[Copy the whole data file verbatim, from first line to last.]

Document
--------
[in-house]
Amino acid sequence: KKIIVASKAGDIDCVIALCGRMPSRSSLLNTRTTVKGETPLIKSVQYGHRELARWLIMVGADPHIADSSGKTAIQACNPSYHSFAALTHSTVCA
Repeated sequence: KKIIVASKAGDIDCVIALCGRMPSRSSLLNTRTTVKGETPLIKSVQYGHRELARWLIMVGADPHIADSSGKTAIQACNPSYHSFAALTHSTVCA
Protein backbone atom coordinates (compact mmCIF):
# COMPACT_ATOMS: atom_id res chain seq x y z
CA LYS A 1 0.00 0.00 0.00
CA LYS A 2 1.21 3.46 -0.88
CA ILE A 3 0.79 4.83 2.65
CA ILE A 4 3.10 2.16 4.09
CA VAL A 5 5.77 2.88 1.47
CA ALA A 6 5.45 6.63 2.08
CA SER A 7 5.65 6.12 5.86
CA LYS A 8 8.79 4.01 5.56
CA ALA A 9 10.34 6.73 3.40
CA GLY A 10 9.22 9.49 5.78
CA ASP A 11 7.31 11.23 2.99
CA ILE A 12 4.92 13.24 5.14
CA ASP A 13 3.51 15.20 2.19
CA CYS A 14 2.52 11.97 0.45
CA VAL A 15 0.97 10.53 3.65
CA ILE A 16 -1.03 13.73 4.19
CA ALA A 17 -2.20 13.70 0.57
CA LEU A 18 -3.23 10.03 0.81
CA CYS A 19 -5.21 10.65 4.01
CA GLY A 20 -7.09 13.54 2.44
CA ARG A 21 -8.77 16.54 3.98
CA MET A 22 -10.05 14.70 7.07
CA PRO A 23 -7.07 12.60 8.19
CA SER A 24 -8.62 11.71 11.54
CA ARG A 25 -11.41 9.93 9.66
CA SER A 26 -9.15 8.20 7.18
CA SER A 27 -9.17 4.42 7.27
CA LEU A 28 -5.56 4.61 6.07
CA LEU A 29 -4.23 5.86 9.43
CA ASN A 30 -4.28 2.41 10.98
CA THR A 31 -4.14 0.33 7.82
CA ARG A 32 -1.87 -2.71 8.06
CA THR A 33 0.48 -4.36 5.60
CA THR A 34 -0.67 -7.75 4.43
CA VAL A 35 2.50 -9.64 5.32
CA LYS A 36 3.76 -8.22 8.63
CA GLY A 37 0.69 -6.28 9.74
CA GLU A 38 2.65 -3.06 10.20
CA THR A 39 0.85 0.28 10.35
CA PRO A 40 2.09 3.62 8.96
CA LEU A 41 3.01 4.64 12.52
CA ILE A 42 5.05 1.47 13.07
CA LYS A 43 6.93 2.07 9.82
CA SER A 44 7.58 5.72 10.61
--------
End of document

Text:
[in-house]
Amino acid sequence: KKIIVASKAGDIDCVIALCGRMPSRSSLLNTRTTVKGETPLIKSVQYGHRELARWLIMVGADPHIADSSGKTAIQACNPSYHSFAALTHSTVCA
Repeated sequence: KKIIVASKAGDIDCVIALCGRMPSRSSLLNTRTTVKGETPLIKSVQYGHRELARWLIMVGADPHIADSSGKTAIQACNPSYHSFAALTHSTVCA
Protein backbone atom coordinates (compact mmCIF):
# COMPACT_ATOMS: atom_id res chain seq x y z
CA LYS A 1 0.00 0.00 0.00
CA LYS A 2 1.21 3.46 -0.88
CA ILE A 3 0.79 4.83 2.65
CA ILE A 4 3.10 2.16 4.09
CA VAL A 5 5.77 2.88 1.47
CA ALA A 6 5.45 6.63 2.08
CA SER A 7 5.65 6.12 5.86
CA LYS A 8 8.79 4.01 5.56
CA ALA A 9 10.34 6.73 3.40
CA GLY A 10 9.22 9.49 5.78
CA ASP A 11 7.31 11.23 2.99
CA ILE A 12 4.92 13.24 5.14
CA ASP A 13 3.51 15.20 2.19
CA CYS A 14 2.52 11.97 0.45
CA VAL A 15 0.97 10.53 3.65
CA ILE A 16 -1.03 13.73 4.19
CA ALA A 17 -2.20 13.70 0.57
CA LEU A 18 -3.23 10.03 0.81
CA CYS A 19 -5.21 10.65 4.01
CA GLY A 20 -7.09 13.54 2.44
CA ARG A 21 -8.77 16.54 3.98
CA MET A 22 -10.05 14.70 7.07
CA PRO A 23 -7.07 12.60 8.19
CA SER A 24 -8.62 11.71 11.54
CA ARG A 25 -11.41 9.93 9.66
CA SER A 26 -9.15 8.20 7.18
CA SER A 27 -9.17 4.42 7.27
CA LEU A 28 -5.56 4.61 6.07
CA LEU A 29 -4.23 5.86 9.43
CA ASN A 30 -4.28 2.41 10.98
CA THR A 31 -4.14 0.33 7.82
CA ARG A 32 -1.87 -2.71 8.06
CA THR A 33 0.48 -4.36 5.60
CA THR A 34 -0.67 -7.75 4.43
CA VAL A 35 2.50 -9.64 5.32
CA LYS A 36 3.76 -8.22 8.63
CA GLY A 37 0.69 -6.28 9.74
CA GLU A 38 2.65 -3.06 10.20
CA THR A 39 0.85 0.28 10.35
CA PRO A 40 2.09 3.62 8.96
CA LEU A 41 3.01 4.64 12.52
CA ILE A 42 5.05 1.47 13.07
CA LYS A 43 6.93 2.07 9.82
CA SER A 44 7.58 5.72 10.61